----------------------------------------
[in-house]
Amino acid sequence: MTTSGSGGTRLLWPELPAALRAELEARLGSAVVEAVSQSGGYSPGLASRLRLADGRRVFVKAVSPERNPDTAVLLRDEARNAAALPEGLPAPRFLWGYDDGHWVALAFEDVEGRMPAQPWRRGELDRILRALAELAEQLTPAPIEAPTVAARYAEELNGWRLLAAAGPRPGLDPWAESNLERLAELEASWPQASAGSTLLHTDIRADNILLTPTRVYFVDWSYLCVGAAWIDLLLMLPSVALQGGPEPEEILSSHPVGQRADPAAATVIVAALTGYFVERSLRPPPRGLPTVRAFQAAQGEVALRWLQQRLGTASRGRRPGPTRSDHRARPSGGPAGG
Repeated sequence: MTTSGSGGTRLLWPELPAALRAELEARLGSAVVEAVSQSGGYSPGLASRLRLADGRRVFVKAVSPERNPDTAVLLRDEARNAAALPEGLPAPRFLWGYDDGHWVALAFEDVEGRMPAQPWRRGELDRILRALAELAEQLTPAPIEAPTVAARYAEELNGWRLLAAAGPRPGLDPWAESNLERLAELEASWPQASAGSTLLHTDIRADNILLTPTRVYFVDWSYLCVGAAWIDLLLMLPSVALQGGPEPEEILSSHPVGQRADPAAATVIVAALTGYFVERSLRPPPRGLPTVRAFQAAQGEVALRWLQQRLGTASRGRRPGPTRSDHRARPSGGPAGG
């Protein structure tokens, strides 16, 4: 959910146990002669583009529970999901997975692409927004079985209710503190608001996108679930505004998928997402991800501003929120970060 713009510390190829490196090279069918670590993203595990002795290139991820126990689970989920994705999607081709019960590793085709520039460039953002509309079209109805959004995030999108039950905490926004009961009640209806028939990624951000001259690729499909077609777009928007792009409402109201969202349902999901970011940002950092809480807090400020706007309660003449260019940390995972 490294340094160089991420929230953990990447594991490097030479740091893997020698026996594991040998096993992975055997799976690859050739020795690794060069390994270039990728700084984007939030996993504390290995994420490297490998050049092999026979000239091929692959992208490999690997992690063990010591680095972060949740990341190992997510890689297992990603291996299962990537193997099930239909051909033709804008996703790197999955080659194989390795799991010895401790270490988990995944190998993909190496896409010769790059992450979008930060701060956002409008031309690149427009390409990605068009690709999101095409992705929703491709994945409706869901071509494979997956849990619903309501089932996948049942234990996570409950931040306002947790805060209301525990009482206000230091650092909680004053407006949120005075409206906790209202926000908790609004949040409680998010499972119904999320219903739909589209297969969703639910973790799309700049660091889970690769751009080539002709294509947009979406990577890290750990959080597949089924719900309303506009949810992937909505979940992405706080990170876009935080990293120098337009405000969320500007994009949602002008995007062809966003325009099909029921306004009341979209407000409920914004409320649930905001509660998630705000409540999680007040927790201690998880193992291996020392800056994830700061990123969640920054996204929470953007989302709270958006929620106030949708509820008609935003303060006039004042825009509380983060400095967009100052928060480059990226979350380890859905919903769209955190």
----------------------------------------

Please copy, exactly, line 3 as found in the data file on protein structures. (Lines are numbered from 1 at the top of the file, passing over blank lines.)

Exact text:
Repeated sequence: MTTSGSGGTRLLWPELPAALRAELEARLGSAVVEAVSQSGGYSPGLASRLRLADGRRVFVKAVSPERNPDTAVLLRDEARNAAALPEGLPAPRFLWGYDDGHWVALAFEDVEGRMPAQPWRRGELDRILRALAELAEQLTPAPIEAPTVAARYAEELNGWRLLAAAGPRPGLDPWAESNLERLAELEASWPQASAGSTLLHTDIRADNILLTPTRVYFVDWSYLCVGAAWIDLLLMLPSVALQGGPEPEEILSSHPVGQRADPAAATVIVAALTGYFVERSLRPPPRGLPTVRAFQAAQGEVALRWLQQRLGTASRGRRPGPTRSDHRARPSGGPAGG